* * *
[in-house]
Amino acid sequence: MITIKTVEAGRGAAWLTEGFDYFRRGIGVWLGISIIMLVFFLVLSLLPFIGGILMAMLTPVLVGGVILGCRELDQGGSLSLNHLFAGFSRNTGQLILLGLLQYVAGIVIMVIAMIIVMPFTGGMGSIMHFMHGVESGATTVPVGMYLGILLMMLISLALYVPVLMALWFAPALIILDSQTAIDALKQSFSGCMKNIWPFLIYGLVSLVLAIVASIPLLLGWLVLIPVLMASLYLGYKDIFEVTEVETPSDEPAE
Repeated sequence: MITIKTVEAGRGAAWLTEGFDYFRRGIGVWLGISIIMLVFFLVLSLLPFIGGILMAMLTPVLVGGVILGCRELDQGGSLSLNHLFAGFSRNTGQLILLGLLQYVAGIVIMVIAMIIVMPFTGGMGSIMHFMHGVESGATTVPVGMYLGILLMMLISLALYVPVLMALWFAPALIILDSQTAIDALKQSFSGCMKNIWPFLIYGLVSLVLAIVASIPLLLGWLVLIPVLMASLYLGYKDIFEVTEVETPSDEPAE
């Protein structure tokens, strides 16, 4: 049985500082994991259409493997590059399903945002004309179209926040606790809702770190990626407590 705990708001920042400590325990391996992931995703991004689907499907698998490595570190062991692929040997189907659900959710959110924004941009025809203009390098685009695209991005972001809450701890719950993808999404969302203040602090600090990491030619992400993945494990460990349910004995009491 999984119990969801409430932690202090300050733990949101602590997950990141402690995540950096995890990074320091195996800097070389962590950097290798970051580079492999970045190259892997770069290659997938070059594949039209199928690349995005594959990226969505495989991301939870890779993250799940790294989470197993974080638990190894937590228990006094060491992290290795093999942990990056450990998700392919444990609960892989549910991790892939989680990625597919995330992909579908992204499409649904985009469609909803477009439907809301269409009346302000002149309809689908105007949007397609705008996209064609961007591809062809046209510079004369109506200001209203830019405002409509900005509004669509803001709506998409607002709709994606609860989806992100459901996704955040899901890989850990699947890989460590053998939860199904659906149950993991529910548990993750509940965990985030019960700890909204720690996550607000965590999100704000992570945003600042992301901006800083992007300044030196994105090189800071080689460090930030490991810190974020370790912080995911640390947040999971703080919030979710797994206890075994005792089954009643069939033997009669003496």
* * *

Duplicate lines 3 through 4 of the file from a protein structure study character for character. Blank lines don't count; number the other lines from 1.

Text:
Repeated sequence: MITIKTVEAGRGAAWLTEGFDYFRRGIGVWLGISIIMLVFFLVLSLLPFIGGILMAMLTPVLVGGVILGCRELDQGGSLSLNHLFAGFSRNTGQLILLGLLQYVAGIVIMVIAMIIVMPFTGGMGSIMHFMHGVESGATTVPVGMYLGILLMMLISLALYVPVLMALWFAPALIILDSQTAIDALKQSFSGCMKNIWPFLIYGLVSLVLAIVASIPLLLGWLVLIPVLMASLYLGYKDIFEVTEVETPSDEPAE
């Protein structure tokens, strides 16, 4: 049985500082994991259409493997590059399903945002004309179209926040606790809702770190990626407590 705990708001920042400590325990391996992931995703991004689907499907698998490595570190062991692929040997189907659900959710959110924004941009025809203009390098685009695209991005972001809450701890719950993808999404969302203040602090600090990491030619992400993945494990460990349910004995009491 999984119990969801409430932690202090300050733990949101602590997950990141402690995540950096995890990074320091195996800097070389962590950097290798970051580079492999970045190259892997770069290659997938070059594949039209199928690349995005594959990226969505495989991301939870890779993250799940790294989470197993974080638990190894937590228990006094060491992290290795093999942990990056450990998700392919444990609960892989549910991790892939989680990625597919995330992909579908992204499409649904985009469609909803477009439907809301269409009346302000002149309809689908105007949007397609705008996209064609961007591809062809046209510079004369109506200001209203830019405002409509900005509004669509803001709506998409607002709709994606609860989806992100459901996704955040899901890989850990699947890989460590053998939860199904659906149950993991529910548990993750509940965990985030019960700890909204720690996550607000965590999100704000992570945003600042992301901006800083992007300044030196994105090189800071080689460090930030490991810190974020370790912080995911640390947040999971703080919030979710797994206890075994005792089954009643069939033997009669003496």